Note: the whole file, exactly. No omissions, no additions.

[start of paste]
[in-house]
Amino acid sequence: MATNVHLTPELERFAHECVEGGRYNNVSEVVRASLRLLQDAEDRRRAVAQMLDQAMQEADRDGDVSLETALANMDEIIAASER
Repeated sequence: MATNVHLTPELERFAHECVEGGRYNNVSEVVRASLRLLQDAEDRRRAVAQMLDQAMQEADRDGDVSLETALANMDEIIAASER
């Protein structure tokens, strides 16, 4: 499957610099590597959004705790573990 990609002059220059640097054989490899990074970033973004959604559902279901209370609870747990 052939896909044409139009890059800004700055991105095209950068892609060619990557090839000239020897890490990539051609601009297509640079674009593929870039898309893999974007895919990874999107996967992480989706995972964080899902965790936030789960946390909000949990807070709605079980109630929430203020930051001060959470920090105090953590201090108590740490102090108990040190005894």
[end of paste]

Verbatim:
[in-house]
Amino acid sequence: MATNVHLTPELERFAHECVEGGRYNNVSEVVRASLRLLQDAEDRRRAVAQMLDQAMQEADRDGDVSLETALANMDEIIAASER
Repeated sequence: MATNVHLTPELERFAHECVEGGRYNNVSEVVRASLRLLQDAEDRRRAVAQMLDQAMQEADRDGDVSLETALANMDEIIAASER
């Protein structure tokens, strides 16, 4: 499957610099590597959004705790573990 990609002059220059640097054989490899990074970033973004959604559902279901209370609870747990 052939896909044409139009890059800004700055991105095209950068892609060619990557090839000239020897890490990539051609601009297509640079674009593929870039898309893999974007895919990874999107996967992480989706995972964080899902965790936030789960946390909000949990807070709605079980109630929430203020930051001060959470920090105090953590201090108590740490102090108990040190005894």